OPN Haley DeSantis debate
Former UN Ambassador Nikki Haley, right, and Florida Gov. Ron DeSantis, left, both speaking at the CNN Republican presidential debate at Drake University in Des Moines, Iowa, Wednesday, Jan. 10, 2024. (AP Photo/Andrew Harnik) Image Credit: AP

In the CNN debate held in Des Moines, Iowa, the dynamic between Republican presidential candidates Nikki Haley, 51, and Ron DeSantis, 45, took a notable turn, deviating from the typical intraparty clashes.

Unlike previous debates where candidates primarily targeted each other, the focal point shifted to the absence of Republican presidential front-runner Donald Trump, who opted for a Fox News town hall instead.

DeSantis and Haley are vying to establish themselves as the primary alternatives to Trump in the ongoing race. In the Iowa debate, the first hour witnessed a heated exchange between former United Nations Ambassador Nikki Haley and Florida Governor Ron DeSantis, with accusations of dishonesty and personal attacks dominating the discourse.

However, the tone shifted significantly in the second hour, as both candidates directed their attention towards Trump’s non-participation. Notably, they shared a common stance, asserting that Trump should have been present on the debate stage.

Criticising Trump

Haley emphasised the necessity for Trump’s direct participation, stating, “Don’t ask me what President Trump thinks. You need to have him on this debate stage and ask him for yourself.” DeSantis echoed this sentiment, suggesting that Trump owed it to the people of Iowa to explain his evolving positions on critical issues.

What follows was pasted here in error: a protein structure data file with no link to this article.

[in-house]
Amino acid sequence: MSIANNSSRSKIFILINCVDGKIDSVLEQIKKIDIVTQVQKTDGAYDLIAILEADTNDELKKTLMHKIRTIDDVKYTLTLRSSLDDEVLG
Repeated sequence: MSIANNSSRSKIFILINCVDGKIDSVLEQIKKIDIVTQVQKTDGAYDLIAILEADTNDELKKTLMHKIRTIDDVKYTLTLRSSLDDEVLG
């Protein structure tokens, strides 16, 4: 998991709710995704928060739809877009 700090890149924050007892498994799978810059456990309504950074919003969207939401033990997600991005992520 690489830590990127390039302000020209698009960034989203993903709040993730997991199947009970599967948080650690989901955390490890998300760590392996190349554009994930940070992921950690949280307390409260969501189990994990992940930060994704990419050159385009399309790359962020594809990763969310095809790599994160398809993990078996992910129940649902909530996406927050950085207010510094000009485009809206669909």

While the candidates refrained from outright denunciations of Trump, their critiques focused on policy issues, such as Trump’s proposed construction of a new FBI building in Washington, D.C., and his stance on abortion.

Haley, who has grown increasingly critical of Trump, touched upon his conduct during the Jan. 6 events, China policies, and questioned his electability.

DeSantis, on the other hand, adopted a more selective approach in criticising Trump, particularly steering away from discussions about January 6. He emphasised an electability argument against Trump, projecting potential challenges in a general election campaign centred around legal issues and criminal trials.

Despite their divergent approaches, both candidates found common ground in criticising Trump over unfulfilled promises during his presidency, including the border wall and handling of the 2020 protests following George Floyd’s murder.

The debate also witnessed the candidates exchanging personal jabs. Haley launched a campaign website, desantislies.com, targeting DeSantis over his record, while DeSantis dismissed Haley as a “mealy-mouthed politician” and questioned her trustworthiness.

On policy matters, the candidates delved into key conservative priorities, including immigration, tax policies, and managing the federal budget. Both reiterated their opposition to amnesty for undocumented immigrants and criticised Trump for the incomplete border wall.

Attract Iowan voters away from Trump

In discussions about the economy, Haley and DeSantis pinpointed concerns about the escalating national debt and inflation.

However, their proposed solutions differed, reflecting their individual policy approaches. Haley emphasised spending cuts to reduce the federal deficit, while DeSantis advocated for increased energy production as a means to address inflation.

The CNN debate in Des Moines provided insights into the evolving dynamics within the Republican Party as candidates navigate the delicate balance of addressing policy differences, emphasising electability, and recognising the enduring influence of Donald Trump within the GOP landscape.

For DeSantis and Haley to present a formidable challenge to the former president, they must attract a portion of Iowan voters away from Trump, especially in the lead-up to Monday’s pivotal Iowa Republican Caucus.